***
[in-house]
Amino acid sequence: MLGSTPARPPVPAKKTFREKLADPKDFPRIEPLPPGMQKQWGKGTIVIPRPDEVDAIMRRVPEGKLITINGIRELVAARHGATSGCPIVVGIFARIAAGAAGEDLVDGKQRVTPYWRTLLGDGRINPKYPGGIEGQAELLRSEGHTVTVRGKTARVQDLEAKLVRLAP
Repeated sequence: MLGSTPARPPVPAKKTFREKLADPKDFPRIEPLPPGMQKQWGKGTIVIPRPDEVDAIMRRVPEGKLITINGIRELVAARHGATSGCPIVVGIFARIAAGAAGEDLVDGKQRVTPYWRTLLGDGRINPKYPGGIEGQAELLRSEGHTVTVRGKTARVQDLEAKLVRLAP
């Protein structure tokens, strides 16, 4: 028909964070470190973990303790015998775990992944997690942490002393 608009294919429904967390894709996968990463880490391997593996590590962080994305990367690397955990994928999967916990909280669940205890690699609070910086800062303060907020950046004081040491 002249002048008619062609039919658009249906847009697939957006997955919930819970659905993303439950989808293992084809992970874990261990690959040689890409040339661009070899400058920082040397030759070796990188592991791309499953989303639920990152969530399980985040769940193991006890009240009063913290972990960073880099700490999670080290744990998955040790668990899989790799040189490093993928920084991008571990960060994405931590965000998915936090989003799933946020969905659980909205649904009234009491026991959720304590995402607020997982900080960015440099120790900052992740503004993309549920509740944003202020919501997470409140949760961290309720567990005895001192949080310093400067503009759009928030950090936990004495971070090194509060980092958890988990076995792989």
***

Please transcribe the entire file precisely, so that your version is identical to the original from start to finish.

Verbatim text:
[in-house]
Amino acid sequence: MLGSTPARPPVPAKKTFREKLADPKDFPRIEPLPPGMQKQWGKGTIVIPRPDEVDAIMRRVPEGKLITINGIRELVAARHGATSGCPIVVGIFARIAAGAAGEDLVDGKQRVTPYWRTLLGDGRINPKYPGGIEGQAELLRSEGHTVTVRGKTARVQDLEAKLVRLAP
Repeated sequence: MLGSTPARPPVPAKKTFREKLADPKDFPRIEPLPPGMQKQWGKGTIVIPRPDEVDAIMRRVPEGKLITINGIRELVAARHGATSGCPIVVGIFARIAAGAAGEDLVDGKQRVTPYWRTLLGDGRINPKYPGGIEGQAELLRSEGHTVTVRGKTARVQDLEAKLVRLAP
């Protein structure tokens, strides 16, 4: 028909964070470190973990303790015998775990992944997690942490002393 608009294919429904967390894709996968990463880490391997593996590590962080994305990367690397955990994928999967916990909280669940205890690699609070910086800062303060907020950046004081040491 002249002048008619062609039919658009249906847009697939957006997955919930819970659905993303439950989808293992084809992970874990261990690959040689890409040339661009070899400058920082040397030759070796990188592991791309499953989303639920990152969530399980985040769940193991006890009240009063913290972990960073880099700490999670080290744990998955040790668990899989790799040189490093993928920084991008571990960060994405931590965000998915936090989003799933946020969905659980909205649904009234009491026991959720304590995402607020997982900080960015440099120790900052992740503004993309549920509740944003202020919501997470409140949760961290309720567990005895001192949080310093400067503009759009928030950090936990004495971070090194509060980092958890988990076995792989």